Gaps in Breast Health Care for Women with Disabilities

Women with disabilities face great challenges.  Is access to appropriate information and services relating to breast health one of those challenges?

This question kept popping up at the Women’s Cancer Resource Center (WCRC).  Reports of a lack of screenings, concerns about clinic accessibility and sensitivity of clinic personnel, and a lack of education about breast cancer led WCRC to look further.  In January 2001, WCRC started a first-of-its-kind inquiry called The Breast Health Access for Women With Disabilities Project.

WCRC, along with four other Minnesota organizations (The Minnesota Breast and Cervical Cancer Screening Program; The Metropolitan Center for Independent Living; Arc Anoka, Ramsey and Suburban, Inc.; and Stratis Health), undertook a year-long research project involving person-to-person interviews, questionnaires, a literature search, and user statistics.  Their findings confirmed most of the original suspicions.  Some key conclusions are:

· Fewer than half of the women with mental retardation have any knowledge of breast cancer or how to do a self-exam.  There’s a great need for education, and better written or visual information for these women.

· Getting onto an exam table or standing for mammograms is a challenge in some clinics.

· Allowing extra time to do clinical exams was a concern.

· There is little targeted outreach to women with disabilities in the metro area.

· In residential settings, such as group homes, policies require regular breast self-exams but the policies are not always followed.

· Minnesota Medicare statistics for women 65 to 75 show disabled women are less likely to have had mammograms (56.8%) than nondisabled women (67.2%), a significant disparity.  There are also regional differences, with northwest and southeast counties showing higher mammography rates. Central and metro counties report lower rates.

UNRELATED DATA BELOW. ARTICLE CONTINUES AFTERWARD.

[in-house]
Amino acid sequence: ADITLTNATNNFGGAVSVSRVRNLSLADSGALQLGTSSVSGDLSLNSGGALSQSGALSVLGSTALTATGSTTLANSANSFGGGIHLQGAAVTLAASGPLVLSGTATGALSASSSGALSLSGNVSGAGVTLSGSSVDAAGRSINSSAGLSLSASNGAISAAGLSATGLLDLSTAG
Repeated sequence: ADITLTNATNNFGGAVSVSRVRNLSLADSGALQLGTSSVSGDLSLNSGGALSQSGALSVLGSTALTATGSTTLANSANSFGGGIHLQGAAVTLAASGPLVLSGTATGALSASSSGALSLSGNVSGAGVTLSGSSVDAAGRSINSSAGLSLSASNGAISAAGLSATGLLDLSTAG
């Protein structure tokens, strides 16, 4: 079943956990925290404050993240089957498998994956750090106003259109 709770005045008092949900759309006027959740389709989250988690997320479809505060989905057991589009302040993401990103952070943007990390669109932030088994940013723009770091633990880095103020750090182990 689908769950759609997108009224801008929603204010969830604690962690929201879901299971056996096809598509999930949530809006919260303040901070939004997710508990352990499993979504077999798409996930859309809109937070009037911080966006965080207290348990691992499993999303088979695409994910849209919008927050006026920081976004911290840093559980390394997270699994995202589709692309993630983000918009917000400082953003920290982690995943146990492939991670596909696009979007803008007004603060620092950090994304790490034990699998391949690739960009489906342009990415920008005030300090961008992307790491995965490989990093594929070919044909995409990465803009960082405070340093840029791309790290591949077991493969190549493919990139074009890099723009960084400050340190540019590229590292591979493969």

· For the 50 to 67 age-group, there’s a large disparity in mammography rates between women with disabilities who use Medicare (56.3%) and those who have commercial health plan coverage (80% and up).

After reviewing the research, the five project partner organizations met with women with disabilities to plan action steps.  At WCRC, the first will be to identify clinics that are doing the best job in providing services to women with disabilities and disseminating that information.  All other project partners also indicated plans to remedy some of the concerns.

“We are very grateful to the Susan G. Komen Breast Cancer Foundation, Minnesota Affiliate, for funding this new research,” said Ellie Emanuel, WCRC codirector.  “Historically, the national discussion on health care disparities has focused on ethnic and racial trends, generally leaving out women with disabilities.  This is a important step in bringing these women into the discussion.”

This article has been reprinted with permission from Giving Voice, the newsletter for the (WCRC).  For updates on this project, please contact WCRC at 612-822-4846 or wcrc@mr.net.